Ham. And fix'd his eyes upon you ?
Hor. Most constantly.
Ham. I would, I had been there.
Hor. It would have much amazed you.
Ham. Very like,
Very like: Stayed it long ?
Hor. While one with moderate haste might tell a hundred.
Mar. Ber. Longer, longer.
Hor. Not when I saw it.
Ham. His beard was grizzled ? No?
Hor. It was, as I have seen it in his life,
A sable silver'd..
Ham. I will watch to-night! Perchance 'twill walk again.
Hor. I warrant, it will.
Ham. If it assume my noble father's person, I'll speak to it, though hell itself should gape, And bid me hold my peace. I pray you all,
you have hitherto conceal'd this sight, Let it be tenable in your silence still ; And whatsoever else shall hap to-night, Give it an understanding, but no tongue; I will requite your loves : so, fare
well. Upon the platform, 'twixt eleven and twelve, I'll visit you.
All. Our duty to your honor.
Ham. Your loves, as mine to you : Farewell.
My father's spirit in arms ! all is not well ;
I doubt some foul play : would, the night were come !
Till then sit still my soul : Foul deeds will rise,
Though all the earth o'erwhelm them, to men's eyes.
Hamlet. Whither wilt thou lead me? Speak; I'll go no further.
Ghost. Mark me.
Ham. I will.
Ghost. My hour is almost come,
When I to sulphurous and tormenting flames
Must render up myself.
Ham. Alas, poor ghost !
Ghost. Pity me not, but lend thy serious hearing
To what I shall unfold.
Ham. Speak, I am bound to hear.
Ghost. So art thou to revenge, when thou shalt hear.
Ham. What ?
Ghost. I am thy father's spirit :
Doom'd for a certain term to walk the night;
And, for the day, confined to fast in fires,
Till the foul crimes, done in my days of nature,
Are burnt and purged away. But that I am forbid
To tell the secrets of my prison-house,
I could a tale unfold, whose lightest word
Would harrow up thy soul; freeze thy young blood;
Make thy two eyes, like stars, start from their spheres ;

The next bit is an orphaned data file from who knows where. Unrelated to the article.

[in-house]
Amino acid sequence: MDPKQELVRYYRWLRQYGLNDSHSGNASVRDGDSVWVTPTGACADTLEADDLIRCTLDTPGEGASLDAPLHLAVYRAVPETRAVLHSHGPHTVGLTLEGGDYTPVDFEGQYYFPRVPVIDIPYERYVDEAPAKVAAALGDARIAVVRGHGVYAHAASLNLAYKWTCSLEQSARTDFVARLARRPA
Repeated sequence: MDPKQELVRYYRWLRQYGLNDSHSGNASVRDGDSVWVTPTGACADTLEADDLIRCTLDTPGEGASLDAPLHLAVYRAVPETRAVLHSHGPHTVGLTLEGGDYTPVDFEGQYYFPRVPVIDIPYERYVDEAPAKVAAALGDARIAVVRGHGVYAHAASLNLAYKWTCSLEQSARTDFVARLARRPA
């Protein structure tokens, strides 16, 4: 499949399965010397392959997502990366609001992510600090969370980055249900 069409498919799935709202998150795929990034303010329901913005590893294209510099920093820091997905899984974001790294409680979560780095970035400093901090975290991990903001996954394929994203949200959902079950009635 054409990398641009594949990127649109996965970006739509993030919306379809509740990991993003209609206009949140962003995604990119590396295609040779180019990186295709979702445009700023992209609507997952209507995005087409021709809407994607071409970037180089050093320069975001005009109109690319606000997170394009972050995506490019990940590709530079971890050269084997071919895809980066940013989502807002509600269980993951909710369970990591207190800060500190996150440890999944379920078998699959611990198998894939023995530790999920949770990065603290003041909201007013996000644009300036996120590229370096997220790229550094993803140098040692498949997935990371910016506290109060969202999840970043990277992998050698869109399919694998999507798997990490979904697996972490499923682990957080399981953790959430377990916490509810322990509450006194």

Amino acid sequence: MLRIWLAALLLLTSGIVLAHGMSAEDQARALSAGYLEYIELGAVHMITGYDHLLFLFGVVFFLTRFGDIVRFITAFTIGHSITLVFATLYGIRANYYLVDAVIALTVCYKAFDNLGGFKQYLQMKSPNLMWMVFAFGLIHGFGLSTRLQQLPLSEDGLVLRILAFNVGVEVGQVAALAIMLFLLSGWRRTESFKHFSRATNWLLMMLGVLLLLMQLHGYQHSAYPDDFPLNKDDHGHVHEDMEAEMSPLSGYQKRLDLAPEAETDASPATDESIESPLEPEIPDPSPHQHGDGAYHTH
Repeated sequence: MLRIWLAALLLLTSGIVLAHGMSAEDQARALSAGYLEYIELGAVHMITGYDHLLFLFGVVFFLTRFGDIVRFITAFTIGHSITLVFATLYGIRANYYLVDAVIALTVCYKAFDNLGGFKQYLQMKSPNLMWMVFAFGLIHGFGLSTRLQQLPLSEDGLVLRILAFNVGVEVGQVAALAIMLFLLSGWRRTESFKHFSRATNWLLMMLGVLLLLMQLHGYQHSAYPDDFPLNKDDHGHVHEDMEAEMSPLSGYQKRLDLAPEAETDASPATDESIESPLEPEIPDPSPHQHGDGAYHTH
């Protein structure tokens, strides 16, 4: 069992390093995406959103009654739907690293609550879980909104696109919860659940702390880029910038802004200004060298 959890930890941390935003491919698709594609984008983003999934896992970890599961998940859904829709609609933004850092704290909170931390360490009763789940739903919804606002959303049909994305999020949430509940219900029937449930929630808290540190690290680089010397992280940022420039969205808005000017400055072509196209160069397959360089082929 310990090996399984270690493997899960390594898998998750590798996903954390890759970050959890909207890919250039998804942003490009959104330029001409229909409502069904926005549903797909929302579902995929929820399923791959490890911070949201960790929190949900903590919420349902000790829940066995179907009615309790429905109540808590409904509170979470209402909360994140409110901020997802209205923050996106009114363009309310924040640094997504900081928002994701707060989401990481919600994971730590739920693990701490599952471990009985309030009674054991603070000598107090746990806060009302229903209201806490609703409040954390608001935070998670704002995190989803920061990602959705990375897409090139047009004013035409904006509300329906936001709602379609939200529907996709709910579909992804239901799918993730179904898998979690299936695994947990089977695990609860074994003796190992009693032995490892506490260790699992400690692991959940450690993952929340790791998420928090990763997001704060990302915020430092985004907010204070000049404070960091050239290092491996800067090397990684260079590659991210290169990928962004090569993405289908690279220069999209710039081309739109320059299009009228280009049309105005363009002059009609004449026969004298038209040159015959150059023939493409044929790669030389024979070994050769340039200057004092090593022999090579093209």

Thy knotted and combined locks to part,
And each particular hair to stand on end,
Like quills upon the fretful porcupine :
But this eternal blazon must not be
To ears of flesh and blood : List, list, O list!-
If thou didst ever thy dear father love -
Ham. O heaven!
Ghost. Revenge his foul and most unnatural murder.
Ham. Murder ?
Ghost. Murder most foul, as in the best it is;
But this most foul, strange, and unnatural.
Ham. Haste me to know it; that I, with wings as swift
As meditation, or the thoughts of love,
May sweep to my revenge.
Ghost. I find thee apt;
And duller shouldst thou be than the fat weed
That rots itself in ease on Lethe wharf,
Wouldst thou not stir in this. Now, Hamlet, hear :
'Tis given out, that, sleeping in mine orchard,
A serpent stung me; so the whole ear of Denmark
Is, by a forged process of my death,
Rankly abused : but know, thou noble youth,
The serpent that did sting thy father's life,
Now wears his crown.
my prophetic soul! my uncle !
Ghost. Ay, that incestuous, that adulterate beast,
With witchcraft of his wit, with traitorous gifts
(O wicked wit, and gifts, that have the power
So to seduce !) won to his shameful lust
The will of my most seeming virtuous queen :
0, Hamlet, what a falling off was there !
From me, whose love was of that dignity,